A.  Some generic advice for someone who is coming into the workplace, especially in an investment capacity, centers on becoming proficient at your job and making yourself indispensable.  Early on, you may be doing work without really knowing what it means or where it’s going.  Take a step back and try to understand the bigger picture and ask questions so you can be even more impactful. Try to use creativity to solve problems and bring solutions to the table.   Also important is making sure you continue to evolve your soft skills including effective communication and relationship building.  People do business with those they like and trust.  The most important advice would be that your reputation is your most valuable asset.  Never compromise your integrity.

Q.  As you look back on your career, is there anything you wished you had done differently?

A.  Earlier in my career I would have put more emphasis on networking. I was really more inwardly focused, and in retrospect, I would have more actively participated in industry events.   Real estate is a people business and relationships are critical. As I became more involved over time, I found it rewarding and developed many high quality relationships.  For the most part I wouldn’t change the path that I took. I feel very fortunate to have found a career that I enjoy and for which I am well suited. 

Q.  Who have been the major influences in your career and why?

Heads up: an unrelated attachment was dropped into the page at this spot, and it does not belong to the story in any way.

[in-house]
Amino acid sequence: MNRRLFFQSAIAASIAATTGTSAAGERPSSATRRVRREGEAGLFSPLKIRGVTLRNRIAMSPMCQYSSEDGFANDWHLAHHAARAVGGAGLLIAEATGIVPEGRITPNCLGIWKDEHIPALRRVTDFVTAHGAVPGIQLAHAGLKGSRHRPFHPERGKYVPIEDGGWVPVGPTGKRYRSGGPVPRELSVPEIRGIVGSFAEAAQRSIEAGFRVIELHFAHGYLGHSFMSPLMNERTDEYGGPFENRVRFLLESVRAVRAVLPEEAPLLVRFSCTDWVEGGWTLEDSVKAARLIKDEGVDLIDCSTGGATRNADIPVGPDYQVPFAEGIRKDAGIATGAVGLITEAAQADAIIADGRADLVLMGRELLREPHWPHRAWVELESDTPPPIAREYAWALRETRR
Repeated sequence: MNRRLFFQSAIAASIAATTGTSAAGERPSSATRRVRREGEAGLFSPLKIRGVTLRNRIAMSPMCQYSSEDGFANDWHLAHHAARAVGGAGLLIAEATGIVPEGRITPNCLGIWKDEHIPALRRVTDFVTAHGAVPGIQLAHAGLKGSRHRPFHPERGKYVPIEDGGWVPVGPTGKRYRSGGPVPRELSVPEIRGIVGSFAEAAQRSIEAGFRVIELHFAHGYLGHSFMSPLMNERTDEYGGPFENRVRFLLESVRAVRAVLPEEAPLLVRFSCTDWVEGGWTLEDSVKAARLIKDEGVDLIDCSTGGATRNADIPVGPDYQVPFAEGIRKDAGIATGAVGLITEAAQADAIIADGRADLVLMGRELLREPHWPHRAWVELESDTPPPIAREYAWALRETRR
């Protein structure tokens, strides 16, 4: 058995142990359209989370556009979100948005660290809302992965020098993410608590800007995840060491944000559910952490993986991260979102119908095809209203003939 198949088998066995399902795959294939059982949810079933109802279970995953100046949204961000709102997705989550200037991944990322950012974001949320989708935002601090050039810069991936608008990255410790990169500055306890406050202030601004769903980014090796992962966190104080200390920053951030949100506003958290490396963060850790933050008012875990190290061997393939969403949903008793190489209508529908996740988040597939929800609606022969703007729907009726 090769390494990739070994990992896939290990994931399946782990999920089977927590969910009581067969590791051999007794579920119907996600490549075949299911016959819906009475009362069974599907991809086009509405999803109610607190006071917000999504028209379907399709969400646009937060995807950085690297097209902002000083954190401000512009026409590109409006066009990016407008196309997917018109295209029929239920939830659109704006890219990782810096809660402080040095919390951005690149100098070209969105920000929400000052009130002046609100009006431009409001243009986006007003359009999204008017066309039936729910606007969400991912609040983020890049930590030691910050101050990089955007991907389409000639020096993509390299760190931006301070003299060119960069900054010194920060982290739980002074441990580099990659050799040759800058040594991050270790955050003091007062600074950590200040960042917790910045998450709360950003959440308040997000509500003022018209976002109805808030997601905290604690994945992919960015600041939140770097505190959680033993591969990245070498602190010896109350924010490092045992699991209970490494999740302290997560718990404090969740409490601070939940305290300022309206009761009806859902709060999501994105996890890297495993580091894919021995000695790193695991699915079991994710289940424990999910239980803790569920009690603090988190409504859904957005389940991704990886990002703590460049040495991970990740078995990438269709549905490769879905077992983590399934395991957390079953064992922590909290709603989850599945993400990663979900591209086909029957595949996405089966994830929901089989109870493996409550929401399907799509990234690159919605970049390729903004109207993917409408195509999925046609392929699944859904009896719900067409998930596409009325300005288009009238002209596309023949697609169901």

A.  Early in my career, a gentleman named David Graves, who ultimately ran the real estate group at The Travelers. He became a bit of a mentor for me, pushing me out of my comfort zone and, helping me advance and get new experiences. It’s important to find those types of people over the course of your career.  Mentorship can be tricky and forced mentorships don’t usually work.  Instead, it can be very powerful when you naturally click with someone and they take an interest in you, allowing you to observe and learn from them.  David had a great personal style and charisma, and was talented in so many ways. I watched him and learned a lot from him throughout those early years.  Later in my career, Gene Sanger, who ran Hunt Realty Investments, was a great influence and created tremendous opportunities for me to advance my career. The ultimate result was the formation of Banner Oak Capital Partners where I am proud to work with an extraordinary team of individuals, who in addition to being very talented professionals, have the highest levels of integrity and are wonderful teammates.  We are fiercely protective and proud of our culture. My husband Jim has been with me every step of the way over the past 30+ years and his support has truly been invaluable.